The incident was true, first written about in 1969, and read by Brian De Palma who waited 20 years to make the film, casting Sean Penn and Michael J. Fox. The film is one of the finest studies of the madness in Vietnam, but audiences shied away from the all too real horror, making it of course one of the most authentic studies of that war. The late Pauline Kael hailed the film as a masterpiece, but one is hard pressed to find anyone who has seen it. I believe it to be, along with “Blow Out,” the finest work of De Palma’s career.

He too makes a profound comeback with “Redacted,” an angry, ferocious new film shot on digital video with the look of a documentary about a squad of soldiers in Samarra caught in the middle of a civil war and the madness of the war in the Middle East. Like the misguided young men in “Casualties of War,” they too take a young girl from her home and rape her repeatedly, but then murder her entire family to cover their tracks. What we see is unsettling and horrifying, as De Palma’s camera goes for the ultimate in truths. We listen to YouTube confession from soldiers who have been in the war, watch juxtaposing images that offer different points of view, but are never far from the nightmare of what these young men have done. There is a stunning moment at the end of “In the Valley of Elah” in which a clear-eyed young soldier speaks about going to food after committing a heinous act, and I was constantly thinking about that while watching this film. Are they merely trained to be killers and not given an off switch, or is it possible to give one an off switch?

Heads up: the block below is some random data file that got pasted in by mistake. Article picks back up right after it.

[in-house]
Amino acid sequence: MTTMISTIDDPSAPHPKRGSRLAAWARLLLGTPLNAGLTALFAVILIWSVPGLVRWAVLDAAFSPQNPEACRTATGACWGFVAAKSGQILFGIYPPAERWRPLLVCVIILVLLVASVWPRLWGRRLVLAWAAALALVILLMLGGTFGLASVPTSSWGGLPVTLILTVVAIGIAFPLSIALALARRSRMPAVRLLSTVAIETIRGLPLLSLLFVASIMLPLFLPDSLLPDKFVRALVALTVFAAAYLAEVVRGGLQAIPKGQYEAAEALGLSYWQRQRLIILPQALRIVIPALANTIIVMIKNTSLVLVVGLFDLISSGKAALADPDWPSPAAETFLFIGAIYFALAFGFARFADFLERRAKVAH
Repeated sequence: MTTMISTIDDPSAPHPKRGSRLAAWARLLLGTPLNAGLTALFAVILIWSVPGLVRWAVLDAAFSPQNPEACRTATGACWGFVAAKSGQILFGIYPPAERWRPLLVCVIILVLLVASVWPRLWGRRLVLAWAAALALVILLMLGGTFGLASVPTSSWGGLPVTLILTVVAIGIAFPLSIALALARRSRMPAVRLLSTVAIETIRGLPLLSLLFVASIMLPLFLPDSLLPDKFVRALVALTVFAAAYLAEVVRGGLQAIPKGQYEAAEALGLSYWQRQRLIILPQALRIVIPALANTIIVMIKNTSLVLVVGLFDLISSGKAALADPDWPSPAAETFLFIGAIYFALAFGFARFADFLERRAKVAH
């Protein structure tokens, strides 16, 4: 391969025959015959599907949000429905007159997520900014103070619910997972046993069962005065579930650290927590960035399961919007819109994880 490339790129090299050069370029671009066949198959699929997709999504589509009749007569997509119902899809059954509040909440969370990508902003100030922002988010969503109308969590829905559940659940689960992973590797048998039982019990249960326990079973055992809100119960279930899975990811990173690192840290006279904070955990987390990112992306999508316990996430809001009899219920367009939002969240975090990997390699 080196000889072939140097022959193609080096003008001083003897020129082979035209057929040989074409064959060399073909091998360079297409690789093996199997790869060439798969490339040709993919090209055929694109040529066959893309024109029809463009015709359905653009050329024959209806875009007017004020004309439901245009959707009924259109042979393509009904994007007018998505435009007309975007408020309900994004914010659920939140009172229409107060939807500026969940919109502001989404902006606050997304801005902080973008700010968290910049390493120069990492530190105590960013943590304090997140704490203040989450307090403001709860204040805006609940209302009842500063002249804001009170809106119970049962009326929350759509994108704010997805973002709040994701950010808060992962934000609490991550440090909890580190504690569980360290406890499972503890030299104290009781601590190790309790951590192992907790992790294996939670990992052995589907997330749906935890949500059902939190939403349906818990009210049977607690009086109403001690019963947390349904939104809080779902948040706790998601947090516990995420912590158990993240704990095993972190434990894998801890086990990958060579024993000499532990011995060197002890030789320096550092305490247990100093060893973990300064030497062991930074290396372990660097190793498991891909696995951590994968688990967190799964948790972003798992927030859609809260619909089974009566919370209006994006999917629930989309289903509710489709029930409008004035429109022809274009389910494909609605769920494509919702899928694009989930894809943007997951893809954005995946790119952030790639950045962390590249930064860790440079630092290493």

There is something vital and immediate about this film, as though the soul of the young woman murdered was screaming from her grave for justice, a justice that may never come. A powerful and often frightening film, “Redacted” is among the most fearsome studies of war put on the screen.